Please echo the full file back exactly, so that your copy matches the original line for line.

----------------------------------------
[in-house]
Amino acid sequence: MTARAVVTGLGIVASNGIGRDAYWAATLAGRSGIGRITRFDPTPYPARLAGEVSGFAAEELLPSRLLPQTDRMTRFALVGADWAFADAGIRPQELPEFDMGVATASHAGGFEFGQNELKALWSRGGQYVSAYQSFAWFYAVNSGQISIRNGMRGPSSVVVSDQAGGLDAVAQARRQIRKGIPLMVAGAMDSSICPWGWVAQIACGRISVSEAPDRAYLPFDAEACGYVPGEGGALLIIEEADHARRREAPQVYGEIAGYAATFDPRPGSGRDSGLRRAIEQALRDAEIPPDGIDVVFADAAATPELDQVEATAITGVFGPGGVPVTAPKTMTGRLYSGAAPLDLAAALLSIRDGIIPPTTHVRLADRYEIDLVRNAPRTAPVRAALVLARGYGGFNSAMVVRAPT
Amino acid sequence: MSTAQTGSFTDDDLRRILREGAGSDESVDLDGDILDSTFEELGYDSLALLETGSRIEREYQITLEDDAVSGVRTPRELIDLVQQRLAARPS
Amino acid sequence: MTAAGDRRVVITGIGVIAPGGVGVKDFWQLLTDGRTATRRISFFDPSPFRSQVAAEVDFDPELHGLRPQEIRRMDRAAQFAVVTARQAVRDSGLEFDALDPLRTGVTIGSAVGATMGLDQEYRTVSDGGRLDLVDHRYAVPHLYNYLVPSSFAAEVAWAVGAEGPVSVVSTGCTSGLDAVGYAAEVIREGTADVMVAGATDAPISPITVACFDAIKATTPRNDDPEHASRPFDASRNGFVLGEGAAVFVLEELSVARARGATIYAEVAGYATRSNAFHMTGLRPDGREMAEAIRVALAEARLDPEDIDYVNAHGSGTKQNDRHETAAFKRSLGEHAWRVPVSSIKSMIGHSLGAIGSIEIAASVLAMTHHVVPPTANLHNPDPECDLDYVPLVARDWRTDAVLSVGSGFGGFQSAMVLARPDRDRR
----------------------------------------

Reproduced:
[in-house]
Amino acid sequence: MTARAVVTGLGIVASNGIGRDAYWAATLAGRSGIGRITRFDPTPYPARLAGEVSGFAAEELLPSRLLPQTDRMTRFALVGADWAFADAGIRPQELPEFDMGVATASHAGGFEFGQNELKALWSRGGQYVSAYQSFAWFYAVNSGQISIRNGMRGPSSVVVSDQAGGLDAVAQARRQIRKGIPLMVAGAMDSSICPWGWVAQIACGRISVSEAPDRAYLPFDAEACGYVPGEGGALLIIEEADHARRREAPQVYGEIAGYAATFDPRPGSGRDSGLRRAIEQALRDAEIPPDGIDVVFADAAATPELDQVEATAITGVFGPGGVPVTAPKTMTGRLYSGAAPLDLAAALLSIRDGIIPPTTHVRLADRYEIDLVRNAPRTAPVRAALVLARGYGGFNSAMVVRAPT
Amino acid sequence: MSTAQTGSFTDDDLRRILREGAGSDESVDLDGDILDSTFEELGYDSLALLETGSRIEREYQITLEDDAVSGVRTPRELIDLVQQRLAARPS
Amino acid sequence: MTAAGDRRVVITGIGVIAPGGVGVKDFWQLLTDGRTATRRISFFDPSPFRSQVAAEVDFDPELHGLRPQEIRRMDRAAQFAVVTARQAVRDSGLEFDALDPLRTGVTIGSAVGATMGLDQEYRTVSDGGRLDLVDHRYAVPHLYNYLVPSSFAAEVAWAVGAEGPVSVVSTGCTSGLDAVGYAAEVIREGTADVMVAGATDAPISPITVACFDAIKATTPRNDDPEHASRPFDASRNGFVLGEGAAVFVLEELSVARARGATIYAEVAGYATRSNAFHMTGLRPDGREMAEAIRVALAEARLDPEDIDYVNAHGSGTKQNDRHETAAFKRSLGEHAWRVPVSSIKSMIGHSLGAIGSIEIAASVLAMTHHVVPPTANLHNPDPECDLDYVPLVARDWRTDAVLSVGSGFGGFQSAMVLARPDRDRR